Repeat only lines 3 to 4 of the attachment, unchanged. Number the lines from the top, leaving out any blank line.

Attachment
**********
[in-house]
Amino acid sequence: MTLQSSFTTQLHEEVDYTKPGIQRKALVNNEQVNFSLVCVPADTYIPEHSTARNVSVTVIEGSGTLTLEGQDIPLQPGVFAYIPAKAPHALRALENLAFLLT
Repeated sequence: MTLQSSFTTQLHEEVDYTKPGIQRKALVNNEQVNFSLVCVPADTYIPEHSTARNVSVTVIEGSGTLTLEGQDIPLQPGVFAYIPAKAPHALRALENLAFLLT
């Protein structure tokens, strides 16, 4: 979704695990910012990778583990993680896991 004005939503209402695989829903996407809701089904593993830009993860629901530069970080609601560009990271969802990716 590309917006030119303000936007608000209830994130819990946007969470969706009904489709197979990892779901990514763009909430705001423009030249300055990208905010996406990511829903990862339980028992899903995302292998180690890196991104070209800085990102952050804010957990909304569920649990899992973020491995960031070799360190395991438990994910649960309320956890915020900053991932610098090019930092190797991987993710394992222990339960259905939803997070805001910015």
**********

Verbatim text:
Repeated sequence: MTLQSSFTTQLHEEVDYTKPGIQRKALVNNEQVNFSLVCVPADTYIPEHSTARNVSVTVIEGSGTLTLEGQDIPLQPGVFAYIPAKAPHALRALENLAFLLT
């Protein structure tokens, strides 16, 4: 979704695990910012990778583990993680896991 004005939503209402695989829903996407809701089904593993830009993860629901530069970080609601560009990271969802990716 590309917006030119303000936007608000209830994130819990946007969470969706009904489709197979990892779901990514763009909430705001423009030249300055990208905010996406990511829903990862339980028992899903995302292998180690890196991104070209800085990102952050804010957990909304569920649990899992973020491995960031070799360190395991438990994910649960309320956890915020900053991932610098090019930092190797991987993710394992222990339960259905939803997070805001910015």